• This is the second Disney movie to have Roger Bart and Susan Egan as the singing voices of the love interests, the first one being Hercules. Bart is the singing voice of Scamp and Hercules and Egan is the singing voice of Angel and Megara. The differences are they sing together in this film but don't in Hercules and Egan is the speaking and singing voice of Meg.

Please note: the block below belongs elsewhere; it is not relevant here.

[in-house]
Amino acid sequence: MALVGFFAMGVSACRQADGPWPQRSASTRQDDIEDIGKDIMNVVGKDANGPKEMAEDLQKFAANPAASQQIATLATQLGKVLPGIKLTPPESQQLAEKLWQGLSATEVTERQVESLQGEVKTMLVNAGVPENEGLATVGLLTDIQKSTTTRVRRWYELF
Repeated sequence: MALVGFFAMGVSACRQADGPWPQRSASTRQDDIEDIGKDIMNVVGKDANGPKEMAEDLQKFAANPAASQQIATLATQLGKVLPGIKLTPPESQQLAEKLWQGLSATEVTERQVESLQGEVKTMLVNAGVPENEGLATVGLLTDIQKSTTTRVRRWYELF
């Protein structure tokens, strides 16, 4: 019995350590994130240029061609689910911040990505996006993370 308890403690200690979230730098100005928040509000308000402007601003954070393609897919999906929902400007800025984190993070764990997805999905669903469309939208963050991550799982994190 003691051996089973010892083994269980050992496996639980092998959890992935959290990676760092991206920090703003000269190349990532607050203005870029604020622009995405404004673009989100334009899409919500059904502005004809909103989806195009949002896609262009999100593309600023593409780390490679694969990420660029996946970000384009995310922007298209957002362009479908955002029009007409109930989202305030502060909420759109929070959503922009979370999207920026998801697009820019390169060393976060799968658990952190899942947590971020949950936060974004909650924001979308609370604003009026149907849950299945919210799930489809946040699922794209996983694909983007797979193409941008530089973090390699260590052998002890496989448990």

• Two of the actors in this film previous worked on Ariel from The Little Mermaid. Jodi Benson, the voice of Lady, was the original voice of Ariel and Alyssa Milano, the voice of Angel, served as a model reference for the creation and design for Ariel.
  • The dogcatcher's wagon that injured Trusty in the first film is seen on top of one of the trash piles in the junkyard.
  • Despite the 1998 VHS release of the first film, it was supposed to be released in 2000, but it was pushed to February 27, 2001.